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You may have heard that stress, lack of sun exposure and insufficient vitamin D can cause low mood. But did you know that inadequate protein in your diet can also pose a risk for developing depressive symptoms?

While people often associate protein with muscle building and repair, it also directly influences cognitive functioning and a healthy mood. Protein is made up of amino acids, which have many important roles in our body, says Marilia Pereira, a Registered Holistic Nutritionist and Culinary Nutrition Expert.  A deficiency in amino acids can adversely affect the immune system and mental health, potentially leading to low mood and aggression.

Protein deficiency signs to look out for

The most obvious sign of protein deficiency is lack of energy. If you are experiencing chronic fatigue, weakness, and difficulty making it through the day, that could be the first indication of a lack of protein in the diet, says Pereira.

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Other major signs include consistent low mood, feelings of depression, lack of motivation, not feeling socially engaged, or loss of interest in participating in activities. Some people may also notice physical signs like muscle atrophy, especially if they work out frequently but don’t see a difference in their muscle mass, she adds.

Important considerations on protein intake

Sufficient protein intake is highly individualized based on lifestyle, health, age, height, and weight, says Pereira. And while you might consume a high-protein diet, your body’s ability to absorb and utilize nutrition varies. Pereira calls this ‘digestive power.’

To increase your digestive power, prioritize quality foods for optimal protein intake. Highly processed protein sources lack nutrition. Second, consider your gut health. You need to have a healthy microbiome – good gut health – for the nutrition to be utilized and thrive, says Pereira.

“If there’s lots of inflammation, if there’s lots of toxins, if there’s lots of bad bacteria in our gut, that can all impair digestion of protein foods and overall nutrition,” she says. Some symptoms of digestive imbalances include constant gas or bloating, burping and heartburn, and discomfort after eating protein-rich foods. Working with a holistic nutritionist can help restore an unhappy.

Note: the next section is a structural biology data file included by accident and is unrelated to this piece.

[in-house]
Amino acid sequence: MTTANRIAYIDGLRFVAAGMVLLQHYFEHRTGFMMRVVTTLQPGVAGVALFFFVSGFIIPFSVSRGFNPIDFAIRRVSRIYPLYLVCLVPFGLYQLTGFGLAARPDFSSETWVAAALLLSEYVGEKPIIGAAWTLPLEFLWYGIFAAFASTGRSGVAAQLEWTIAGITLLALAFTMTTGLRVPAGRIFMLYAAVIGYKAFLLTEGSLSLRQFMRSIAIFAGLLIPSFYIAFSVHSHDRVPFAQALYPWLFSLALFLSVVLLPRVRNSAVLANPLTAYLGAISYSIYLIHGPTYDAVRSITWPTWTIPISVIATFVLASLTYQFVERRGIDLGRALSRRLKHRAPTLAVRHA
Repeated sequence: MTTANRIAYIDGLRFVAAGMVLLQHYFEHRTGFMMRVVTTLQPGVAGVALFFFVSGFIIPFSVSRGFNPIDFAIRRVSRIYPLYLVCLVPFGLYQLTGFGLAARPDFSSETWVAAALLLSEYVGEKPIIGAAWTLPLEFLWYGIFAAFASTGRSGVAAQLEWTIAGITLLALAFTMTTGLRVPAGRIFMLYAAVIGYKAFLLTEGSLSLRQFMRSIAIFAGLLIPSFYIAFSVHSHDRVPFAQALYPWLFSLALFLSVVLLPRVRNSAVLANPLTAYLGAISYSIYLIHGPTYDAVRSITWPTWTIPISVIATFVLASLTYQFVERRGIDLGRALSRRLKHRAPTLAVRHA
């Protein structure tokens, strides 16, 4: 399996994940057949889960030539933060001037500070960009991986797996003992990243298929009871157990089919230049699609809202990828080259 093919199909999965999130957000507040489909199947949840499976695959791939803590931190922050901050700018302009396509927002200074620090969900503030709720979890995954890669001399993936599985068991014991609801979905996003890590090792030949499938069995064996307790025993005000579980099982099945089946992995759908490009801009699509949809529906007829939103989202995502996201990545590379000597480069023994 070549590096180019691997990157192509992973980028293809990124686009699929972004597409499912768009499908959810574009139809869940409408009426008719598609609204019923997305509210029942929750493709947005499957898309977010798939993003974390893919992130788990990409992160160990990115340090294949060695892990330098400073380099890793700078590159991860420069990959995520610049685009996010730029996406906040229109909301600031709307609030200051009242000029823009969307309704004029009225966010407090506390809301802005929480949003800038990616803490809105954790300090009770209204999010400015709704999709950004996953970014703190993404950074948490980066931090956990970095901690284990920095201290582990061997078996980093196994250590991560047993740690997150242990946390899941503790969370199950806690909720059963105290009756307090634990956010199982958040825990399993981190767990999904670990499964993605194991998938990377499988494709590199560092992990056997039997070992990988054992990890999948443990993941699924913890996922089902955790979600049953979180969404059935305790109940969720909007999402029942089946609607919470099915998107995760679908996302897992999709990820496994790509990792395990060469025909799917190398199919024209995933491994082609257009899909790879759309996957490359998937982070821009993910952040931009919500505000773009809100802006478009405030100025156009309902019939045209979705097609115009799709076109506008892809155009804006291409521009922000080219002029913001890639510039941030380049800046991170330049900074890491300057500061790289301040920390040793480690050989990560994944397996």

Simple ways to get more protein in your diet

If you have balanced gut health but suspect you may need to add more protein into your diet, prioritize foods rich in amino acids. These include beef, poultry, fish, and pasture-raised eggs. Vegan sources of protein encompass legumes, pseudo-grains like quinoa, organic non-GMO tempeh, nuts, and seeds.

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For those following a strict plant-based diet, vegetables combined with legumes are essential for adequate protein intake, says Pereira. Vegetables such as broccoli, spinach, Brussels sprouts, and peas contain higher amounts of vegetable protein. “Because plant-based foods have incomplete protein profiles in terms of their amino acids, whereas animal-based foods have a complete amino acid profile,” folks on a plant-based diet need a lot more food intake in general to get to those protein amounts, she says. Quinoa is the only exception because it has the full eight amino essential nutrients in it.

For the person who has a busy lifestyle, protein smoothies, bone broths to sip on, and collagen-infused coffees and elixirs are easy ways to sneak in 30 to 40 grams of protein, along with snacks like nuts and seeds and your main meals, she says.

 

With just one-third cup of these sea-salted, dry-roasted pumpkin seeds, you’ll easily add an extra 13 grams of protein to your day. Low in sodium, rich in fiber, and a good source of iron and zinc, keep a pack in your bag for convenient on-the-go protein.

 

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Like a little bit of kick? There’s a spicy tamari flavour, too.

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If you’re going to reach for a bag of chips anyway, why not make it a high-protein snack? These incredible chips offer a whopping 20 grams of protein per bag. Plus they come in four finger-lickin’ flavours: chili-lime, ranch, spicy sweet chili and nacho.

 

The beauty of this premium collagen powder, sustainably sourced from wild-caught cod, pollock and haddock in the North Atlantic, is that it’s tasteless – so you can easily add it to your favourite smoothies, coffee, tea and your cooking! Offering 9 grams of protein for every 10 grams serving.

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Choosing a quality bone broth is essential to reap the most nutritional benefits, while decreasing the consumption of toxins. This premium bone broth made with the finest grass-fed New Zealand beef bones is hormone-free, antibiotic-free and preservative-free. Simply stir 1 teaspoon of the concentrate into 100ml of hot water for a warm nourishing beverage or incorporate it into your favourite dishes as a flavour enhancer.

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